Mrs G opted for Paneer Tikka (£5.20) – A generous portion of soft, creamy, cardamom infused cottage cheese with a lightly charred exterior. Delicious.

For main I ordered the Chef’s platter (£16.95) – a gigantic plate of tandoori salmon, king prawns, chicken tikka, seekh kebab and lamb chops. Every element was cooked to perfection; the salmon was moist and sweet whilst the incredible lamb chop was pink on the inside and melted in the mouth. Once again the one size fits all use of chutney stripes and French dressed salad felt a little amiss. A little bit of curry sauce perhaps would have been more appropriate.

The flavour of Mrs G’s powerfully meaty lamb coconut fry (£11.50) was a knockout; the mix of lambiness, coconut, shallots and curry leaf was divine. Unfortunately, the dish was let down by the cooking of the meat which was on the dry side- particularly disappointing when it looked as though it was going to melt in the mouth.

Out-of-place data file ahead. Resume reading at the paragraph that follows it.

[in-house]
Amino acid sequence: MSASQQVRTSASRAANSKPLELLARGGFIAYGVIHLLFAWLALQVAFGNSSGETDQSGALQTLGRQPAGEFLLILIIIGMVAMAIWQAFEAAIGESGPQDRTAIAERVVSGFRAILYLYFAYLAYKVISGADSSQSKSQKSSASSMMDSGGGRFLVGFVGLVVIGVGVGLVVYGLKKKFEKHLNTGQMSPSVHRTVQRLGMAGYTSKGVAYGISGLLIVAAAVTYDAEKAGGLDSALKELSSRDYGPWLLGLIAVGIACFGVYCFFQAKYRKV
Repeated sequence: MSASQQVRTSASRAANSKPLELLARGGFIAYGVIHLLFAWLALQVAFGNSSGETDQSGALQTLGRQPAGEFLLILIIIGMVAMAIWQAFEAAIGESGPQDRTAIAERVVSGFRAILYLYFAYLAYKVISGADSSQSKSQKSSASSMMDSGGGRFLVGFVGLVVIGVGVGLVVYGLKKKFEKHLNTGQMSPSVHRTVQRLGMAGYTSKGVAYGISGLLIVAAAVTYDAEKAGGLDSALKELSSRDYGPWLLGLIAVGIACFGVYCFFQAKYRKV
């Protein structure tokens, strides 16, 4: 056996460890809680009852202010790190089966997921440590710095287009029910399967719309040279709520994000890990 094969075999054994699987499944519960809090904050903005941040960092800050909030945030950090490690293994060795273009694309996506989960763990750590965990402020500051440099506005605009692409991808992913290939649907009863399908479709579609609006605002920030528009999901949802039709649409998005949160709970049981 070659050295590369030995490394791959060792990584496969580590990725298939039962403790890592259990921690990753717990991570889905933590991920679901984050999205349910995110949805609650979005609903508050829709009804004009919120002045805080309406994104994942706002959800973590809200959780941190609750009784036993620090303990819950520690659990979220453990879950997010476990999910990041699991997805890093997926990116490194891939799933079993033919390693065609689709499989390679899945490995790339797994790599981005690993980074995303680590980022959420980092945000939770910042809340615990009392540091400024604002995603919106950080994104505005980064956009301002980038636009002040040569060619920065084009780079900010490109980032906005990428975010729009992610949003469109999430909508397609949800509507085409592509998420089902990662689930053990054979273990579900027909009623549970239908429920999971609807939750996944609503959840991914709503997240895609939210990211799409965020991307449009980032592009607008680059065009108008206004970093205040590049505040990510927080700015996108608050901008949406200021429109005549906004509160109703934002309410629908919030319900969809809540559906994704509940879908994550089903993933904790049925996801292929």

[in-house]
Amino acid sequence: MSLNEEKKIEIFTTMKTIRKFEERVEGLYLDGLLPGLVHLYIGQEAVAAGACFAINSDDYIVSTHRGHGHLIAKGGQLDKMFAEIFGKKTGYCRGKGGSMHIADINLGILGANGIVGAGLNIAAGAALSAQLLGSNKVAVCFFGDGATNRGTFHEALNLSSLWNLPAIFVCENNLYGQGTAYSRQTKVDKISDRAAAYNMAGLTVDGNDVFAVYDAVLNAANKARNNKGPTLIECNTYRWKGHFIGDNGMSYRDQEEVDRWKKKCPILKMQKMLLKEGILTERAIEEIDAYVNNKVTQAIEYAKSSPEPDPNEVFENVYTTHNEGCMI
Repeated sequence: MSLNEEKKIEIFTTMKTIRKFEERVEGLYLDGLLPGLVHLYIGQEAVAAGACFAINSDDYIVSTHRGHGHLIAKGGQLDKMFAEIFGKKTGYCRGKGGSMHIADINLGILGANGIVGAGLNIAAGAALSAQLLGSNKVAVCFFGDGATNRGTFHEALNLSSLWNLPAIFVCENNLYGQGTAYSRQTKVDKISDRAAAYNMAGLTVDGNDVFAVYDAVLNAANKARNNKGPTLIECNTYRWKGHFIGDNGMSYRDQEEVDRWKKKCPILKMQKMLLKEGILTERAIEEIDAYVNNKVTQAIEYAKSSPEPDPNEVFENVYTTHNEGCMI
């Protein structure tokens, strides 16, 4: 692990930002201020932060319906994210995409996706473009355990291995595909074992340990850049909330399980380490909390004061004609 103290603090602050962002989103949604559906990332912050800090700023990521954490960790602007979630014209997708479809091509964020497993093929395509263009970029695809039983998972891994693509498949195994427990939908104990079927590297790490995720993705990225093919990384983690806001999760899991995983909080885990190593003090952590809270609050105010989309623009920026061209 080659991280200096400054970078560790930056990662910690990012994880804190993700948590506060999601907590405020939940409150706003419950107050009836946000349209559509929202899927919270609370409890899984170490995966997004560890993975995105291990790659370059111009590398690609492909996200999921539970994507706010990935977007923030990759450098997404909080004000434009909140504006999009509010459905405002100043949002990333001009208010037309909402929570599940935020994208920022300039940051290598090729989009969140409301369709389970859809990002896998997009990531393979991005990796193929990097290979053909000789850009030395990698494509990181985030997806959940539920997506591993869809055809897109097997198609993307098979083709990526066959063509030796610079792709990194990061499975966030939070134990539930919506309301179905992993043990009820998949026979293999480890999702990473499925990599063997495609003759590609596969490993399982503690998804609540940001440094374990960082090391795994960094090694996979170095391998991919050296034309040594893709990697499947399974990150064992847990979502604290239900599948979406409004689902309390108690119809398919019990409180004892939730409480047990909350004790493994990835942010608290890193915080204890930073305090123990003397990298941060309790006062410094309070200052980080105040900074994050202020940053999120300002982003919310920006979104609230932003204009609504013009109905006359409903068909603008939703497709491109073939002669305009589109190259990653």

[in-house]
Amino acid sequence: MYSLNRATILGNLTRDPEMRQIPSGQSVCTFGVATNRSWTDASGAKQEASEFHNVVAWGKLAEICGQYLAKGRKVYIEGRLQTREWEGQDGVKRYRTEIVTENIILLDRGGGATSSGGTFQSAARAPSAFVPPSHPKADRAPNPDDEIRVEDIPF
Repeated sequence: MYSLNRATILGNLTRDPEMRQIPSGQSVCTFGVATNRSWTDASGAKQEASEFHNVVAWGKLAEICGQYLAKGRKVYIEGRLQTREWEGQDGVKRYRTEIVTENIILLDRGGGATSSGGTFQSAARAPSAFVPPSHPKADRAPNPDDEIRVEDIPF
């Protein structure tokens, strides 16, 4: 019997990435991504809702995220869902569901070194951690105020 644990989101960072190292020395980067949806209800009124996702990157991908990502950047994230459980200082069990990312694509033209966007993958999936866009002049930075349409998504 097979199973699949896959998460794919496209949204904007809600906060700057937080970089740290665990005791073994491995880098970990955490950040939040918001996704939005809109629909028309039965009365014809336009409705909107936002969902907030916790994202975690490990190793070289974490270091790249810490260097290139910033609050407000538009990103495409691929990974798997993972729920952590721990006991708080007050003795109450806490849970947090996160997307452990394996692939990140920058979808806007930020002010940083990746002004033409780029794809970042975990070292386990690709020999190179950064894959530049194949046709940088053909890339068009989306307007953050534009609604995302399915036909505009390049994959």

My favourite dish of the evening was a vegetable side of Bhindi Masala (£4.25). Tender okra nestled in a lightly spiced, creamy tomato sauce- Indian comfort food at its finest. A side dish of raita (£3.00), delicately spiced with a little cumin and chilli was described as the best ever by Mrs G. Even the sides were on the nail. A generous bowl of steamed basmati rice (£3.50) flavoured with clove and a crisp and fluffy naan (£2.50) were cooked perfectly.

I took a brief glance at the dessert menu but quickly realised this would have been a step from gluttony into crapulence (word of the week – sickness caused by excessive eating- brilliant).

Mint and Mustard clearly has a very bright future ahead in the capable hands of Chef Sid Rathore. I just wish they’d hold back on their unnecessarily frivolous chutney squiggles and salad garnishes. Why not let the truly stunning flavours of the dishes speak for themselves.

The details: 
Mint and Mustard, 134 Whitchurch Rd, Cardiff, CF14 3LZ
02920 620 333

Check out my review of Chai Street next door too: